So you would think that, after so much prior failure and after so much effort to redeem myself -- after three separate versions of the same story -- I would double down on my submission efforts since I had a potential winner on my hands.  You would think wrongly.  One glimmer of hope versus dozens of despair-inducing failures; which one do you think I took to heart?  So even if I could have changed nothing and maybe succeeded by throwing out the proverbial line, last December I came to a decision.  I needed to turn my line into a net.  And since by that point I had already started coming up with alternate scenarios -- what I would do differently, if given the chance -- I realized I had no choice but to go for it.

“I have problems telling the difference between a good idea and a bad idea.”
--Voltech


Now I’m on Version 4, but via methodology that gives me a much higher chance of success.  For one thing, it’s not as if it completely invalidates every last word in V3; it’s there to be a replacement intro, an Act 1 that supersedes the already-written Act 1.  BUT -- and this is the crucial part -- V4 acts as both the start of a larger story series and a standalone entry.  Even if novel series are in pretty solid demand, the first entry needs to be strong enough to justify interest and support in anything else that follows -- possibly to the point where you could stop the story there.  V3’s first entry, even if it was improved, couldn’t handle that.  V4 can.  And if I have my say, it will.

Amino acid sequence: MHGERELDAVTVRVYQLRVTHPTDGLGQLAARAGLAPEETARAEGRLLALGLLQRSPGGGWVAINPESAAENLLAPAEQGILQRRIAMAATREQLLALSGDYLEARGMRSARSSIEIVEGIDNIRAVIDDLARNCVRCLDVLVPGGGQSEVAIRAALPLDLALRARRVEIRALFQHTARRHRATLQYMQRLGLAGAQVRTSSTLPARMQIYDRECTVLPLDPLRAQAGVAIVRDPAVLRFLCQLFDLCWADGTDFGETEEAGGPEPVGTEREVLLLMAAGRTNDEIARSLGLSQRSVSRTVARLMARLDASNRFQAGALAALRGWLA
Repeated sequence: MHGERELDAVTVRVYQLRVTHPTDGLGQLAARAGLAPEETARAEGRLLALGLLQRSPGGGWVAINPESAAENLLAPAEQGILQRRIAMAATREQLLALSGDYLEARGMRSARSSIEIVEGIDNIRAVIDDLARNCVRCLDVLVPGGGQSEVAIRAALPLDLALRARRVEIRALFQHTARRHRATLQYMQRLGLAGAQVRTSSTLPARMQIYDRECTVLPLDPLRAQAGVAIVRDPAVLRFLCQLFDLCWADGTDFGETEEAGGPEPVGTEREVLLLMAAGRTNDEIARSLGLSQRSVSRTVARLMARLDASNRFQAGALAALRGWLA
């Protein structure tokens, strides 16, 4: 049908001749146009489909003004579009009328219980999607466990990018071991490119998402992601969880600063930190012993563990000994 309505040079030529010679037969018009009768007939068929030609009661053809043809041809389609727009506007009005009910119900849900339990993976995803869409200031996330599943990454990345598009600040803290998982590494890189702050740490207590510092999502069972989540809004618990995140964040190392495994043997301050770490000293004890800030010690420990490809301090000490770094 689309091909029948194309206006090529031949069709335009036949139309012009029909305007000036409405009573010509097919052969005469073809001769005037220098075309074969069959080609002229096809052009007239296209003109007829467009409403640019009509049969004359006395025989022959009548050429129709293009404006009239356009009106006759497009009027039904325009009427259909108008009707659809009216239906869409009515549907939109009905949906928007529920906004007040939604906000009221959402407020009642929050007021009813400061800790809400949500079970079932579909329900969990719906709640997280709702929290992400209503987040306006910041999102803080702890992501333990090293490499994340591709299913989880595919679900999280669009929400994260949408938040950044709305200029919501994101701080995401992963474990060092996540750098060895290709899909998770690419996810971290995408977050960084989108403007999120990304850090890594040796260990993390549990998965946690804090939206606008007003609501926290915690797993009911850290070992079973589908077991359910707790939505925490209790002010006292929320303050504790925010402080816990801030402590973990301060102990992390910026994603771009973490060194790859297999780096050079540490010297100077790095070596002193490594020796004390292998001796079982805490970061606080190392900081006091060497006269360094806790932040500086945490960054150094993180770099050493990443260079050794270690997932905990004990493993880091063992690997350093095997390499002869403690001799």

But I need to be careful.  I don’t know if I have enough life energy left to make it to V5; a different project, sure, but the sheer amount of time I’ve put into V4 (and its earlier iterations) can’t go to waste if I can help it.  That’s why I need to take into account everything I’ve learned through my years of research, reflection, and of course, failure.  I rushed in and went ham in the past, and it got me nothing but a broken heart.  Now I need to take things slowly.  Be careful.  Act, and write, in moderation.  Even if I’m lacking in talent, my effort will compensate for the disparity.  Or to put it in nerd terms: people think I’m a Neji or Shikamaru, but I’m actually a Rock Lee.